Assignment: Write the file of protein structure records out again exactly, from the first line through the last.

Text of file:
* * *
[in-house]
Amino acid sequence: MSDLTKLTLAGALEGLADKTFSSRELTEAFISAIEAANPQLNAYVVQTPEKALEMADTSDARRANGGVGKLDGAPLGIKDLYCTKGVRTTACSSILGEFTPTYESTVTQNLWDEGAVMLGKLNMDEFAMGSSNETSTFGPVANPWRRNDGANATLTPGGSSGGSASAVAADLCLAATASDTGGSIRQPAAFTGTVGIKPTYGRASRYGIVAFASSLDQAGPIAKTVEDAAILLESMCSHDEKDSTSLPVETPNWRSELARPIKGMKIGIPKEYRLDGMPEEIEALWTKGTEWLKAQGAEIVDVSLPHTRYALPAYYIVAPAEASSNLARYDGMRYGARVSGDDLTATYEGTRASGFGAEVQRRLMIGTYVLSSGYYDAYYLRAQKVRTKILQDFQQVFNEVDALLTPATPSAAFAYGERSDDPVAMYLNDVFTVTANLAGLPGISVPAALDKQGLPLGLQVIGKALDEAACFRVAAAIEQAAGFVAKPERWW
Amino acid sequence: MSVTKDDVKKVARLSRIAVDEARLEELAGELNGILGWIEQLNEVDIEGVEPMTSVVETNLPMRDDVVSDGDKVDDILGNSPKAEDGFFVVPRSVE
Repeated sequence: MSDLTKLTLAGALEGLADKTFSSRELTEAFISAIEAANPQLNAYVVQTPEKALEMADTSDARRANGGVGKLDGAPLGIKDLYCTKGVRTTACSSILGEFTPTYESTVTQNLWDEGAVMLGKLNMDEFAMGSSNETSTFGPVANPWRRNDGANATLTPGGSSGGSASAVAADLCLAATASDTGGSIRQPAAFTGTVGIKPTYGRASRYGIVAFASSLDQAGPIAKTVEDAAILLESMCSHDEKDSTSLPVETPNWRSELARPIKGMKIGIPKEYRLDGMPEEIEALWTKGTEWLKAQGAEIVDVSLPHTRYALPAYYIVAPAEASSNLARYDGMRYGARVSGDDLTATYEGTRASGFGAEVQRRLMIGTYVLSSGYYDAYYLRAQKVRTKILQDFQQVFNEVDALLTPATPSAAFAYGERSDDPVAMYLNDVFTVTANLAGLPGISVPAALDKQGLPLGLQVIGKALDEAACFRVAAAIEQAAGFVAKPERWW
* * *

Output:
[in-house]
Amino acid sequence: MSDLTKLTLAGALEGLADKTFSSRELTEAFISAIEAANPQLNAYVVQTPEKALEMADTSDARRANGGVGKLDGAPLGIKDLYCTKGVRTTACSSILGEFTPTYESTVTQNLWDEGAVMLGKLNMDEFAMGSSNETSTFGPVANPWRRNDGANATLTPGGSSGGSASAVAADLCLAATASDTGGSIRQPAAFTGTVGIKPTYGRASRYGIVAFASSLDQAGPIAKTVEDAAILLESMCSHDEKDSTSLPVETPNWRSELARPIKGMKIGIPKEYRLDGMPEEIEALWTKGTEWLKAQGAEIVDVSLPHTRYALPAYYIVAPAEASSNLARYDGMRYGARVSGDDLTATYEGTRASGFGAEVQRRLMIGTYVLSSGYYDAYYLRAQKVRTKILQDFQQVFNEVDALLTPATPSAAFAYGERSDDPVAMYLNDVFTVTANLAGLPGISVPAALDKQGLPLGLQVIGKALDEAACFRVAAAIEQAAGFVAKPERWW
Amino acid sequence: MSVTKDDVKKVARLSRIAVDEARLEELAGELNGILGWIEQLNEVDIEGVEPMTSVVETNLPMRDDVVSDGDKVDDILGNSPKAEDGFFVVPRSVE
Repeated sequence: MSDLTKLTLAGALEGLADKTFSSRELTEAFISAIEAANPQLNAYVVQTPEKALEMADTSDARRANGGVGKLDGAPLGIKDLYCTKGVRTTACSSILGEFTPTYESTVTQNLWDEGAVMLGKLNMDEFAMGSSNETSTFGPVANPWRRNDGANATLTPGGSSGGSASAVAADLCLAATASDTGGSIRQPAAFTGTVGIKPTYGRASRYGIVAFASSLDQAGPIAKTVEDAAILLESMCSHDEKDSTSLPVETPNWRSELARPIKGMKIGIPKEYRLDGMPEEIEALWTKGTEWLKAQGAEIVDVSLPHTRYALPAYYIVAPAEASSNLARYDGMRYGARVSGDDLTATYEGTRASGFGAEVQRRLMIGTYVLSSGYYDAYYLRAQKVRTKILQDFQQVFNEVDALLTPATPSAAFAYGERSDDPVAMYLNDVFTVTANLAGLPGISVPAALDKQGLPLGLQVIGKALDEAACFRVAAAIEQAAGFVAKPERWW